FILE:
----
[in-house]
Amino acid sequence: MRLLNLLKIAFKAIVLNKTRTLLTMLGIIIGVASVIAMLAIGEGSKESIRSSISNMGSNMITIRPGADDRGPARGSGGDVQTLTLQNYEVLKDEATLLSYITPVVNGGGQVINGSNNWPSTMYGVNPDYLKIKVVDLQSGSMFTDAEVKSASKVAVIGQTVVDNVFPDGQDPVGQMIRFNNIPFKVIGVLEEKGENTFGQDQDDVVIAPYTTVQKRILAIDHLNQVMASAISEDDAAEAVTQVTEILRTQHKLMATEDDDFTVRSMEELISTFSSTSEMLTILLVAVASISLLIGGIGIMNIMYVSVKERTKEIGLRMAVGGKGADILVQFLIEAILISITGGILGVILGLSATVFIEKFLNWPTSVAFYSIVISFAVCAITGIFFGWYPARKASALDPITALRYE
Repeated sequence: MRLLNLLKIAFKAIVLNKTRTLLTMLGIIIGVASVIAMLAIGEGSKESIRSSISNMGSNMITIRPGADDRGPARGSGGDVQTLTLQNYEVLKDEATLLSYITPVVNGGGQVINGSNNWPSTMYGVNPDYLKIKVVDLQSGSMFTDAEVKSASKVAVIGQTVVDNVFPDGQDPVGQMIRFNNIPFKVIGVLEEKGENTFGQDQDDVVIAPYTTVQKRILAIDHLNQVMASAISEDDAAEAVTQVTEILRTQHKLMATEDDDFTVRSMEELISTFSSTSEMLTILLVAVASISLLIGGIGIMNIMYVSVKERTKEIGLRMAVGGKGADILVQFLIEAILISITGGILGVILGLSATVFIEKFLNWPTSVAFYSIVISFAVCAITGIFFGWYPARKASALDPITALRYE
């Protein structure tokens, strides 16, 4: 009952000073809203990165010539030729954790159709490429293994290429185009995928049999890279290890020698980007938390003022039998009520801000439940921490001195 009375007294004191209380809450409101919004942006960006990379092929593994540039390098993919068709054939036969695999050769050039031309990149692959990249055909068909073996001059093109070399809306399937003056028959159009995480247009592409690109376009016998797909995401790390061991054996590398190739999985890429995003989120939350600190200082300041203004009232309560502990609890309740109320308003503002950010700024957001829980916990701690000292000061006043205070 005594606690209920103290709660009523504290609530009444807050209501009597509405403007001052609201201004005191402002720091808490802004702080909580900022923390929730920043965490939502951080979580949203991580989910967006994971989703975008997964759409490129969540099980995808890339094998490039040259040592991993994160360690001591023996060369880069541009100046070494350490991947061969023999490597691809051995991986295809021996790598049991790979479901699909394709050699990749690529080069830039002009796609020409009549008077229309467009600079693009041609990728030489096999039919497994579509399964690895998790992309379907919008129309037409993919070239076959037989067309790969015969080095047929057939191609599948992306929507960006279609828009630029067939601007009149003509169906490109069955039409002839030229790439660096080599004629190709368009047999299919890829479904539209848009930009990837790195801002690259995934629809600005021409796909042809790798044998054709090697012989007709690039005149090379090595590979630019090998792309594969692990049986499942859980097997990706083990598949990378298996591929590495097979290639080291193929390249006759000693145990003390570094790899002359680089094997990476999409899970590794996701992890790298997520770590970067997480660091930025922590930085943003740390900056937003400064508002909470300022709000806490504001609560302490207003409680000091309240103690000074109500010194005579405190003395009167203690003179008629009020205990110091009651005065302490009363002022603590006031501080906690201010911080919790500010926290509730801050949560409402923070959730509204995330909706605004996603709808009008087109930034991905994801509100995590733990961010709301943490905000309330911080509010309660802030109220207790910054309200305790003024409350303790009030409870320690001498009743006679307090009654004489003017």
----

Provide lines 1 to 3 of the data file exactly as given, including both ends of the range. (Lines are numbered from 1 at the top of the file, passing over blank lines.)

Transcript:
[in-house]
Amino acid sequence: MRLLNLLKIAFKAIVLNKTRTLLTMLGIIIGVASVIAMLAIGEGSKESIRSSISNMGSNMITIRPGADDRGPARGSGGDVQTLTLQNYEVLKDEATLLSYITPVVNGGGQVINGSNNWPSTMYGVNPDYLKIKVVDLQSGSMFTDAEVKSASKVAVIGQTVVDNVFPDGQDPVGQMIRFNNIPFKVIGVLEEKGENTFGQDQDDVVIAPYTTVQKRILAIDHLNQVMASAISEDDAAEAVTQVTEILRTQHKLMATEDDDFTVRSMEELISTFSSTSEMLTILLVAVASISLLIGGIGIMNIMYVSVKERTKEIGLRMAVGGKGADILVQFLIEAILISITGGILGVILGLSATVFIEKFLNWPTSVAFYSIVISFAVCAITGIFFGWYPARKASALDPITALRYE
Repeated sequence: MRLLNLLKIAFKAIVLNKTRTLLTMLGIIIGVASVIAMLAIGEGSKESIRSSISNMGSNMITIRPGADDRGPARGSGGDVQTLTLQNYEVLKDEATLLSYITPVVNGGGQVINGSNNWPSTMYGVNPDYLKIKVVDLQSGSMFTDAEVKSASKVAVIGQTVVDNVFPDGQDPVGQMIRFNNIPFKVIGVLEEKGENTFGQDQDDVVIAPYTTVQKRILAIDHLNQVMASAISEDDAAEAVTQVTEILRTQHKLMATEDDDFTVRSMEELISTFSSTSEMLTILLVAVASISLLIGGIGIMNIMYVSVKERTKEIGLRMAVGGKGADILVQFLIEAILISITGGILGVILGLSATVFIEKFLNWPTSVAFYSIVISFAVCAITGIFFGWYPARKASALDPITALRYE